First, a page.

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Last Updated: Thursday, 31 May 2007, 11:43 GMT 12:43 UK
Stump the Bearded Wonder No 147
Bill Frindall is waiting for your questions
Bill Frindall, aka the Bearded Wonder, answers your latest batch of queries.

Remember, the Test Match Special statistician is always on hand to help you out with your questions. And if you think you can catch him out, have a go!

Fill in the form on the right-hand side of the page to stump the Bearded Wonder.


Earl Robinson, St Vincent

Who was the last white West Indian captain? Where did he make his Test debut? How many Tests had he played before he was given the job?

The last white West Indies captain was wicket-keeper Gerry Alexander. He made his Test debut under John Goddard at Leeds in 1957 and took over his mantle in the next series, against Pakistan in the Caribbean in 1958, having appeared in just two Tests.

West Indies won seven, lost four and drew seven of his 18 Tests as captain.

Roy Lawrence died some years ago in Harrogate, Yorkshire, where he settled with his Canadian-born wife. Employed by the Jamaica Broadcasting Corporation, he was the visiting commentator when I made my TMS debut at Old Trafford in 1966.


Neil Mumford, England

Is Kevin Pietersen the only player currently averaging over 50 in both Test and limited-overs internationals?

After the Leeds Test, his 25th, Pietersen had scored 2,448 runs, average 54.40 in Test cricket.

His average after 49 limited-overs internationals is 59.05.

The only other current player to emulate this double is Australia's Mike Hussey who currently averages 79.85 after 16 Tests and 57.30 in internationals.


Stuart Peters, England

How near is Mark Ramprakash to scoring 100 hundreds? If a double century is scored in an innings does this count as one or two hundreds in such statistics?

Before Surrey's Championship match against Kent started on 30 May, Ramprakash's tally of first-class hundreds stood at 91. Double, treble, quadruple and quintuple hundreds only count as one in assessing a total of centuries.


John Hewitt, UK

When was the last time England had five individual century-makers in a Test match?

It had not occurred prior to this year's first Test against West Indies at Lord's when Alastair Cook (105), Paul Collingwood (111), Ian Bell (109 not out) and Matt Prior (126 not out) scored hundreds in the first innings and Kevin Pietersen made 109 in the second.

There had been two previous instances of a side scoring five hundreds in a Test and both occurred in the first innings: Australia (758-8 dec) v West Indies at Kingston in 1954-55 and Pakistan (546-3 dec) v Bangladesh at Multan in 2001-02.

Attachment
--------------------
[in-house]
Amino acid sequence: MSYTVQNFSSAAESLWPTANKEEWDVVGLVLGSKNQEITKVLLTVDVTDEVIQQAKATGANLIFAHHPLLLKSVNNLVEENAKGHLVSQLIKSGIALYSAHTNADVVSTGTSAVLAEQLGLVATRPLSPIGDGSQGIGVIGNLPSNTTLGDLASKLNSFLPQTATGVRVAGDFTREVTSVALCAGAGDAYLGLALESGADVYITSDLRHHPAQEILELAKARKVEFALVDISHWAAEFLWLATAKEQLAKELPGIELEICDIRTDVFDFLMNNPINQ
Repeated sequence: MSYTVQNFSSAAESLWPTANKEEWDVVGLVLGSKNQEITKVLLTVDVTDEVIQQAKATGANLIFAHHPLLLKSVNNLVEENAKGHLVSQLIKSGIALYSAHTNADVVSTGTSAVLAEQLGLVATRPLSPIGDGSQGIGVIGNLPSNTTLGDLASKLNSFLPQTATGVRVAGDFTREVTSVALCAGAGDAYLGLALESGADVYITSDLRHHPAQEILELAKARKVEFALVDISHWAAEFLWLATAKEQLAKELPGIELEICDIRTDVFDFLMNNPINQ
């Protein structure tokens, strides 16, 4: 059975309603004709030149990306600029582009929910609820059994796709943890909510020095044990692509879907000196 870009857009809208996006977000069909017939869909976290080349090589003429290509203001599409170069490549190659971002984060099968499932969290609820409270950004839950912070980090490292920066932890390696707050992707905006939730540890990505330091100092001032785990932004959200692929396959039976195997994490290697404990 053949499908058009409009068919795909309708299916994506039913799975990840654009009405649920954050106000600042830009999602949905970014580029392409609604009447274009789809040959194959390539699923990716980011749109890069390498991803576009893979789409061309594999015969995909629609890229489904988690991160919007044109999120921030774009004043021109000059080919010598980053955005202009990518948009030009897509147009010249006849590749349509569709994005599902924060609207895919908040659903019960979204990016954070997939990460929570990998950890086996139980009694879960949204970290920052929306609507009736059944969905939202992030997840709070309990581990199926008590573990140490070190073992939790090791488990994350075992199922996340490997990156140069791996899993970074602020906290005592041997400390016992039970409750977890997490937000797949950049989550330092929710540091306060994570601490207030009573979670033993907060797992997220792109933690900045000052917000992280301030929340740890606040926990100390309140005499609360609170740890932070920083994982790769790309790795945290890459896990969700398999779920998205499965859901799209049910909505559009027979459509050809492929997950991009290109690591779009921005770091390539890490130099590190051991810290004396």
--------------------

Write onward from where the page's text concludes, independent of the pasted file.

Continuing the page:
England's previous most in a match was four, the three instances being v Australia at Nottingham in 1938 (all in the first innings), and v India at Lord's and Manchester in 1990.


Arun Gopalakrishnan

Just curious to know what you have done about the first-wicket partnership in the recent Mirpur Test between Bangladesh and India.

India's opening partnership in that Test effectively had three different pairs - Karthik and Jaffer (0 to 175), Jaffer and Dravid (175 to 281), and finally Dravid and Tendulkar (281 to 408).

Have you considered the first-wicket partnership to be 175 runs (considering Karthik and Jaffer put on that many during their partnership)?

Or, seeing from a team point of view, would it be a first-wicket partnership of 408 runs?

This was an extraordinary Test, the first in which both opening batsmen and both opening bowlers had retired hurt in the same innings!

As far as partnership records are concerned, India's innings at Mirpur began with three separate partnerships for the first wicket, 175 unbroken, 106 unbroken and 127.

There being only two batsmen at the wicket at a time, their partnership ends in what is technically an unfinished state when one of them is forced to retire.

The replacement batsman then begins a new partnership for the same wicket with the surviving partner.

Any school of thought accepting the Mirpur opening stand as a four-man partnership worth 408 runs could produce an opening stand to which all members of the team had contributed with nine of them retiring hurt!


Chris Nower, Brighton, UK

How should Paul Collingwood's bowling figures have been correctly displayed after the first ball of his first over when previously he had bowled the remaining five balls of Matthew Hoggard's over?